Reflections on the ‘Historic’ and Disturbing Letter by Obasanjo


President Goodluck Jonathan and former President Olusegun Obasanjo. Photo credit: naija247news.com

Last night, I was distracted from concluding my tribute to Mandela which I started writing a few days ago. This distraction was the lengthy 18-page open letter (PDF) written by former President Olusegun Obasanjo to President Goodluck Jonathan. I took my time to read the letter described as ‘historic’ by Premium Times (which broke the story) in detail. For obvious reasons, this document and its contents have gone viral within the Nigerian online and mainstream media, public discourse and even the international media.

What frightens me deeply about the contents is not the allegations made, but that General Obasanjo (the President’s mentor) made these grave accusations. Disturbingly, the allegations only confirm many rumours that have been going round (most of which I hitherto refused to believe in) such as:

  1. Clannishness and ethnic factionalism in government on the part of the President in favoring his Ijaw kinsmen principally, and his region to the exclusion of other Nigerians;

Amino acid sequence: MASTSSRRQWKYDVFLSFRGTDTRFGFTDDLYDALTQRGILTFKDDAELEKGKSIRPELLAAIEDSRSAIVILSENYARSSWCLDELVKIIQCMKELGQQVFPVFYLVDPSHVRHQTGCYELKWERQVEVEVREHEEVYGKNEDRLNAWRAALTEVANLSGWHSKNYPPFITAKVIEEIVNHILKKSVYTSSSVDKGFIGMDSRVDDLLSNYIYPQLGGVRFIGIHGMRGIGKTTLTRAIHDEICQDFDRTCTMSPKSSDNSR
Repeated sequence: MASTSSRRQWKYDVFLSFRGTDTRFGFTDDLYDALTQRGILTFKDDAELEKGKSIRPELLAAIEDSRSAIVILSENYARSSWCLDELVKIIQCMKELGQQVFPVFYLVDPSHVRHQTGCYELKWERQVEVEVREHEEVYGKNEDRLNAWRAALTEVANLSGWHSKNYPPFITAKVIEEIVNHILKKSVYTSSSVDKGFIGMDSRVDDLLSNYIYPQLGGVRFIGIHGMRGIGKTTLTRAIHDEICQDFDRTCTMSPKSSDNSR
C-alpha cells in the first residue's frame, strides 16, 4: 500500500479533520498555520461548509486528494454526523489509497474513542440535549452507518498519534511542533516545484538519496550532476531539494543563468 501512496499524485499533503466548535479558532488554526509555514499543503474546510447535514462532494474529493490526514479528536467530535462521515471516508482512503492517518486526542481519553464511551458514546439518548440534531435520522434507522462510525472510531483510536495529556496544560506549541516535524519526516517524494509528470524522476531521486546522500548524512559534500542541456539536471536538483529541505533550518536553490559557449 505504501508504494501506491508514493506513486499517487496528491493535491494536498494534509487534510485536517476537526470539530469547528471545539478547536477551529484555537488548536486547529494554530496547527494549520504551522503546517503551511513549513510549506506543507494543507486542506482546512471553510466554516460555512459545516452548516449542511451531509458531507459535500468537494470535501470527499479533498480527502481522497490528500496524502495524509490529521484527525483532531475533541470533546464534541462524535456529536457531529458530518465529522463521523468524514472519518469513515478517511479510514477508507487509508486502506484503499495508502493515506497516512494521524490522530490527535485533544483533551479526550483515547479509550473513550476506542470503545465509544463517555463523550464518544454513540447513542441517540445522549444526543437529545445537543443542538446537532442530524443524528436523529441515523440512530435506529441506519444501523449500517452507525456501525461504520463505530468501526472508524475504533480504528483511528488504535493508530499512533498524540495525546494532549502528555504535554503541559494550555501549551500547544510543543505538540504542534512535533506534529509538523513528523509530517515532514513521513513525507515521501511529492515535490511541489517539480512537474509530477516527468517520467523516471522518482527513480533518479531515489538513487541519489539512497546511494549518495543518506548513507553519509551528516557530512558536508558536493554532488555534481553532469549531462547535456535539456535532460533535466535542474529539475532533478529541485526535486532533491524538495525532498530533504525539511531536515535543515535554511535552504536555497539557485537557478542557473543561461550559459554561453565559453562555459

2. Deliberate polarisation of Nigerians across a North-South and Muslim-Christian divide to such a level not seen since the Civil War, to further narrow political ambitions;
  3. The President’s tacit support to some of his aggressive kinsmen and known militants who threaten others for disagreeing with him;
  4. Brazen corruption and impunity in government on a scale unrivaled in Nigeria’s post-independence history (the $50 billion unremitted by the NNPC surpasses the $12bn windfall earnings which disappeared under General Babangida. This is just one of numerous cases) — crude oil theft and systematic plunder of the nation’s wealth by powerful people;
  5. Indirect fueling of the Boko Haram insurgency by refusing to take concrete and feasible steps to address it;
  6. Extreme intolerance by the government for any form of dissent by opposition politicians or civil society;
  7. The existence of a clandestine “killer squad of snipers” and a political watch list containing over 1,000 names;

…and many other such allegations.

Where are we heading to in this country!?

Just on Monday this week, we found out about the Central Bank Governor, Sanusi Lamido Sanusi’s letter alleging that $50 billion (N8 trillion) went missing under NNPC’s watch between 2012 and 2013. Then on Tuesday, the Speaker of the House of Representatives accused the President of encouraging grand corruption. Then on Wednesday, this scathing letter from Obasanjo was published.